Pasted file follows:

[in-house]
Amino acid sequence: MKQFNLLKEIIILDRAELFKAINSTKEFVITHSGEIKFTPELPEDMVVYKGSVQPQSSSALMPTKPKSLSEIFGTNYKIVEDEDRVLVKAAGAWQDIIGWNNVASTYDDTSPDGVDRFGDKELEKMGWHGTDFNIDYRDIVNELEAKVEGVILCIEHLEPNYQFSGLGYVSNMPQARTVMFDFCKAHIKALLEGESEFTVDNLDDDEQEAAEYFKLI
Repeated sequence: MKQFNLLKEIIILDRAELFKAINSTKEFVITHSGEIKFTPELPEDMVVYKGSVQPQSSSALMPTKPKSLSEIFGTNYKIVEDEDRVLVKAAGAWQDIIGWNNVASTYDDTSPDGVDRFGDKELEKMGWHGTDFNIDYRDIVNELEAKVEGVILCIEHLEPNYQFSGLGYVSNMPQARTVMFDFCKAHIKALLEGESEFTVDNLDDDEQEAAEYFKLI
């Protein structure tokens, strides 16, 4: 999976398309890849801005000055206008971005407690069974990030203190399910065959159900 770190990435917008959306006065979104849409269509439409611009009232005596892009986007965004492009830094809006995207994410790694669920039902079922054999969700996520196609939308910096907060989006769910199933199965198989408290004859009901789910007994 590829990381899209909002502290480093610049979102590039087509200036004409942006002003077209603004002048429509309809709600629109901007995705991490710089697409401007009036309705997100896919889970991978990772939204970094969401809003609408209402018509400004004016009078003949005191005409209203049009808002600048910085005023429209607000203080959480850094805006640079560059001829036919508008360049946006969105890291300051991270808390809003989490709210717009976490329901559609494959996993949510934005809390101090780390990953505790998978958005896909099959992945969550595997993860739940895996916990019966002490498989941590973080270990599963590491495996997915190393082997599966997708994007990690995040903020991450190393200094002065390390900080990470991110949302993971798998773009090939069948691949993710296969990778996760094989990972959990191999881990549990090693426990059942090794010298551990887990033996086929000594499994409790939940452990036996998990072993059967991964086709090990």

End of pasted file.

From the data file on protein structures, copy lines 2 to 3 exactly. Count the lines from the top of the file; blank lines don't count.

Amino acid sequence: MKQFNLLKEIIILDRAELFKAINSTKEFVITHSGEIKFTPELPEDMVVYKGSVQPQSSSALMPTKPKSLSEIFGTNYKIVEDEDRVLVKAAGAWQDIIGWNNVASTYDDTSPDGVDRFGDKELEKMGWHGTDFNIDYRDIVNELEAKVEGVILCIEHLEPNYQFSGLGYVSNMPQARTVMFDFCKAHIKALLEGESEFTVDNLDDDEQEAAEYFKLI
Repeated sequence: MKQFNLLKEIIILDRAELFKAINSTKEFVITHSGEIKFTPELPEDMVVYKGSVQPQSSSALMPTKPKSLSEIFGTNYKIVEDEDRVLVKAAGAWQDIIGWNNVASTYDDTSPDGVDRFGDKELEKMGWHGTDFNIDYRDIVNELEAKVEGVILCIEHLEPNYQFSGLGYVSNMPQARTVMFDFCKAHIKALLEGESEFTVDNLDDDEQEAAEYFKLI